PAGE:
Irritant contact dermatitis (ICD) can result from the combination of wetness, chemical corrosiveness and the abrasiveness of concrete. This represents 90 to 95 percent of all burn cases. Common symptoms include itching, dry flaking skin, pain, redness, swelling, small blisters, or wheals (itchy red circles with a white center). On-site treatment should include washing hands and affected areas with pH-neutral cleaners. Add vinegar to neutralize alkalinity and wash well.

Survival stories

Todd Rose, of Todd Rose Concrete Training, in Charleston, S.C., has a horror story about concrete burns that took place a week or so before his wedding. A basement pour went wrong and he was covered with wet cement from the elbows down. “I stupidly said, ‘Well it has never really bothered me, I’ll rinse off as soon as I can,’” he recalls.

That night the burns came. “I woke up at around 2 a.m. whimpering, the pain was so excruciating. And by this time vinegar did nothing.” By the time he got to the emergency room the following afternoon, he learned that there wasn’t anything that could be done for alkali burns after a certain number of hours. “I received an IV and some good pain medication,” he remembers.

A cherished keepsake photo from his wedding a few days later shows “my wife’s beautiful hand with her ring and my swollen hand with deep scabby burns,” Rose says.

“Personally, I now have vinegar on trucks on every job, use hand cream before pouring, and have started to use gloves with rubber on the bottom. Not to be a commercial, but ASCC (the American Society of Concrete Contractors) has an excellent safety program available to its members.” Rose ends with this: “I do not jackball around with alkali burns or risks anymore. Once burned ….”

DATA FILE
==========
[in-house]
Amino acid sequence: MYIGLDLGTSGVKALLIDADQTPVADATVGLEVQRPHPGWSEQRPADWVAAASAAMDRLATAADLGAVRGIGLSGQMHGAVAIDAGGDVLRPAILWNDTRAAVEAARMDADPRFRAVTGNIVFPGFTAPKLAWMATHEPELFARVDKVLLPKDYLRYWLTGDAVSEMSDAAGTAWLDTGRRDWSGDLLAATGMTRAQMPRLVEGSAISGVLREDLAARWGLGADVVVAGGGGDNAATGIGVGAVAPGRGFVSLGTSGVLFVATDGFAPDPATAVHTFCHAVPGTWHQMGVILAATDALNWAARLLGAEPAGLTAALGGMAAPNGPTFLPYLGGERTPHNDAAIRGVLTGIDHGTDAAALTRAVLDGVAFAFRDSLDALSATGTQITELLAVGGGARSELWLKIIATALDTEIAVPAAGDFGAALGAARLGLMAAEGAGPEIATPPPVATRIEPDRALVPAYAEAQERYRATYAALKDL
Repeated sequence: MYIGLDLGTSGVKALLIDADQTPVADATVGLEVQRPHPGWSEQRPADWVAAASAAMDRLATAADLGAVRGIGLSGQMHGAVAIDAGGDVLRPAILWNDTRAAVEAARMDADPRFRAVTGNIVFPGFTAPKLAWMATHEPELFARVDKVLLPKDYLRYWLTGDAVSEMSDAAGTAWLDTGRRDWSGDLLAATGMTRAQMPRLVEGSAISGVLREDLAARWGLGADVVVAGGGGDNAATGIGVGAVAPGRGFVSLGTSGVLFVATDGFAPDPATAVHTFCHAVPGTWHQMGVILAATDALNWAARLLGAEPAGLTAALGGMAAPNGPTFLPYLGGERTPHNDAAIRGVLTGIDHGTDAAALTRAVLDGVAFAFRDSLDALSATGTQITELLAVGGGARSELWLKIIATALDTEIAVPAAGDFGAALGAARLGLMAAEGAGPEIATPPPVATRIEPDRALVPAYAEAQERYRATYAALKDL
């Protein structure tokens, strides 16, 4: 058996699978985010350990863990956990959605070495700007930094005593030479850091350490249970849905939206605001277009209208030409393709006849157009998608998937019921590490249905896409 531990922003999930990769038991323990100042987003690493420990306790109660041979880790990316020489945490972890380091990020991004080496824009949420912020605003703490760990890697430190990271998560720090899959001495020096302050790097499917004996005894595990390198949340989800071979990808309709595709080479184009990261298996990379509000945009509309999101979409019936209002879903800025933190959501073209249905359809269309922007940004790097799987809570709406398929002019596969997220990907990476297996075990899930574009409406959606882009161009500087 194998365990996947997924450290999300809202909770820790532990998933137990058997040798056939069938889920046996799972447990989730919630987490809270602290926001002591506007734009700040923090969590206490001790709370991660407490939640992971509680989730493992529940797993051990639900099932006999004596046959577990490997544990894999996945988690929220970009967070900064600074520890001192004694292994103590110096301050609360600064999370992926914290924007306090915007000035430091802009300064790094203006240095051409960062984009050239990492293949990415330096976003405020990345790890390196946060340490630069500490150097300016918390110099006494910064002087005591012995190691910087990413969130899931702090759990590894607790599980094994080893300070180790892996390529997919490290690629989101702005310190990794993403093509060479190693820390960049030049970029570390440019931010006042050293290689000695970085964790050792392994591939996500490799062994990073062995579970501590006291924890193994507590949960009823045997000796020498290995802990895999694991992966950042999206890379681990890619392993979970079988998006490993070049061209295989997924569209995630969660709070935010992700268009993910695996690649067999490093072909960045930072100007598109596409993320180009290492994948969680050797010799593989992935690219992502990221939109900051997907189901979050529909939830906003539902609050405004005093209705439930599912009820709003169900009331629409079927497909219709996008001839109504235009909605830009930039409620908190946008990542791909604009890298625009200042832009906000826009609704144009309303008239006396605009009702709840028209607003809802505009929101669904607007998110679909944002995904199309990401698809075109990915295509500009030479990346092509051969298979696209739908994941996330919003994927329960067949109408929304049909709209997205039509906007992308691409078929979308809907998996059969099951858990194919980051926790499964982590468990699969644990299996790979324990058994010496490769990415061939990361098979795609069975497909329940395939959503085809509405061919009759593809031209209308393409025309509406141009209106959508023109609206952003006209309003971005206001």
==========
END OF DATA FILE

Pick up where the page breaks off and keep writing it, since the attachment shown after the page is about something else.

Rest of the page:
Another survival story

Tim Demarest, of Rockford Stamped Concrete LLC, in Rockford, Mich., admits to getting burned often because he doesn’t like to wear gloves. “Usually when it starts, my fingertips will get little holes in them which get larger and hurt a lot. I usually soak them in lotion and then I wear Black Lightning nitrile gloves for about a week until the skin is back to normal.” He observes that “anytime you screed concrete your hands get concrete on them. However, the burns do seem worse when the humidity is down.”

Another effective home remedy comes from Mike Samford, of The Design Center, based in Nashville, Tenn. Aloe vera plants secrete a viscous sap which you can use to treat burns and is the basis of many lotions because of its innate healing properties. Samford keeps aloe vera plants at the house and at the shop. “Just break off a piece of the bulky leaf and rub it into your skin. It works for cuts, heat, sunburn and chemical burns,” he says.

Without question, prepping with the proper clothing and equipment before you and your crew work with wet concrete is by far the best antidote for concrete burns. If you do get burned, don’t ignore the contact. Take appropriate steps immediately regardless of the state of the pour.


Note: Concrete Decor magazine is not a licensed medical journal. If you or someone you love is suffering from concrete burns, please seek medical attention as soon as possible.